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From Ross Gardler <>
Subject Getting test cases written
Date Wed, 15 May 2002 17:07:22 GMT
 > Thus after applying a patch, or implementing an enhancement
 > you run the JUnit tests, and you might see - depending
 > on the completness of the tests that still everything is fine,
 > or the patch has some unwanted side effects.
 > Thus building up a JUnit test base might help to keep
 > a stable codebase

I am sure many of you are aware of the benifits of unit testing etc. (if
not then you *must* read Extreme Programming Explained by kent Beck)

I have been using unit tests on many projects for a while. In my 
experience getting people to write them up front is next to impossible 
so what I do now is:

1) regularly autogenerate test classes against the code base using a
wizrd in our IDE (TogetherJ, but we want to move to one that works from ANT)

2) Whena bug is discovered the *first* thing the developer does is write 
a test case to reproduce it. The name of this test case is logged in the 
buzilla bug report and the bug number is inserted into a comment in the code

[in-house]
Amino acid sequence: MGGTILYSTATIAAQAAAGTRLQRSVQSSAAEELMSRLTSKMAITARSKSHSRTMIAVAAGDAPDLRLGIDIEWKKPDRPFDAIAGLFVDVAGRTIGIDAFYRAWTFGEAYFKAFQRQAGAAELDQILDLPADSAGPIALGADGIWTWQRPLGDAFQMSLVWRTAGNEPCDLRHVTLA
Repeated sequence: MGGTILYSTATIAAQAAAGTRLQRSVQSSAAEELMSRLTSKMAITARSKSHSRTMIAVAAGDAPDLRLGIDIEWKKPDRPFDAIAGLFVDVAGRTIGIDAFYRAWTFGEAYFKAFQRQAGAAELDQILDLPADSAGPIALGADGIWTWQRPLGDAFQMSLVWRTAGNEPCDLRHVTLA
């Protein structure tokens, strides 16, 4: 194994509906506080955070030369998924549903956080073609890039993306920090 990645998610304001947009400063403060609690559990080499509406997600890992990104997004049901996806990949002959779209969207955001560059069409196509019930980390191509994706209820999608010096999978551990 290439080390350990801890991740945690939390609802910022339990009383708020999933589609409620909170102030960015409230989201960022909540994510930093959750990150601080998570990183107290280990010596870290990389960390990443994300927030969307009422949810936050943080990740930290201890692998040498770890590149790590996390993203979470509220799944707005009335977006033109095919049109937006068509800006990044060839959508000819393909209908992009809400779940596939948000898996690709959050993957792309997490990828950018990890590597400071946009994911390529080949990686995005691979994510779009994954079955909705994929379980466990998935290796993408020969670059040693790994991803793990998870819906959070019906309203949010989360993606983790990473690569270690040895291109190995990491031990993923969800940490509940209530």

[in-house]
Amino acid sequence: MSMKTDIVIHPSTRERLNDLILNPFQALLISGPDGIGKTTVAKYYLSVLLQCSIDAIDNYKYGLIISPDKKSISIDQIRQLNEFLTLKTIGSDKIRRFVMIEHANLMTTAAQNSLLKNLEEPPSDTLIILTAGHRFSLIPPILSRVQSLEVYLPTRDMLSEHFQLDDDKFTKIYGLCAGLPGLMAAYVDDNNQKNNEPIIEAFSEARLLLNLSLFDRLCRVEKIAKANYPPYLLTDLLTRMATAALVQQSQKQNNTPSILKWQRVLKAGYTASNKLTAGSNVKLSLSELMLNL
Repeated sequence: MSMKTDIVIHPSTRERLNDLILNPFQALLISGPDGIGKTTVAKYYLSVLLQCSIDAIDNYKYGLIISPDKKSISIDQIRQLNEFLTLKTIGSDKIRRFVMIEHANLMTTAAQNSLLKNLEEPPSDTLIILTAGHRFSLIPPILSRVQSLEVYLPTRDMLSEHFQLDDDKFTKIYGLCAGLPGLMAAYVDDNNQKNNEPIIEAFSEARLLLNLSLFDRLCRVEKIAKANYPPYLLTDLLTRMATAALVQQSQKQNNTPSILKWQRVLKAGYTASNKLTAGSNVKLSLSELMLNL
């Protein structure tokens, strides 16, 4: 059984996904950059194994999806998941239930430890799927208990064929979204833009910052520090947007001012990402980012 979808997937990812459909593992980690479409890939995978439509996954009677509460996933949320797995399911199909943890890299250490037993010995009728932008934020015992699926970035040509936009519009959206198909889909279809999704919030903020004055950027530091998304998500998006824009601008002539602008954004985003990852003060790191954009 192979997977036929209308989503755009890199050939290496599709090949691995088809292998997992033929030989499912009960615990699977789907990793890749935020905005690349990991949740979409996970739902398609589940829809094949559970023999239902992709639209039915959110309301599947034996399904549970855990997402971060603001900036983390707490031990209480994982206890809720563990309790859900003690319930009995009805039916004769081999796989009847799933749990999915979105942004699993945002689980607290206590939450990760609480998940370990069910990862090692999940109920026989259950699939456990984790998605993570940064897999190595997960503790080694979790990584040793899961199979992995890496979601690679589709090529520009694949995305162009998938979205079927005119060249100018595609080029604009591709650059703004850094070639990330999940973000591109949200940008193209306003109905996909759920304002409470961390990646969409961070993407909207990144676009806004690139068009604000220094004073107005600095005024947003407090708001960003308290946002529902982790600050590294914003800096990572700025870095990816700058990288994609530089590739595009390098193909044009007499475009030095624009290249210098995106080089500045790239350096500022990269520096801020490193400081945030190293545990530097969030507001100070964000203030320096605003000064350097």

3) The developer can then go about fixing the bug.

4) When the developer wishes to test a fix they need only run a single
test case. Making for a much quicker cycle through the "possible fix",
"doesn't work" and "whoo, it works" states

5) Once that test passes, the developer runs the whole test suite on the
whole application. If a new bug is discoverred go back to step 2.

6) Once all tests are passed the CVS is updated

Over time you build up a very comprehensive set of tests that start to
catch bugs for you at the point of applying the patch. Furthermore, the 
crossreferncing with past bugs in the bug database often helps in 
solving future bugs.

Of course writing the tests up front would be better but the reality is
(especially in Open Source projects) that they don;t get written. Our 
method at least gets some written.

I promise you that the speed of our bug fixes has improved since 
implementing this process.

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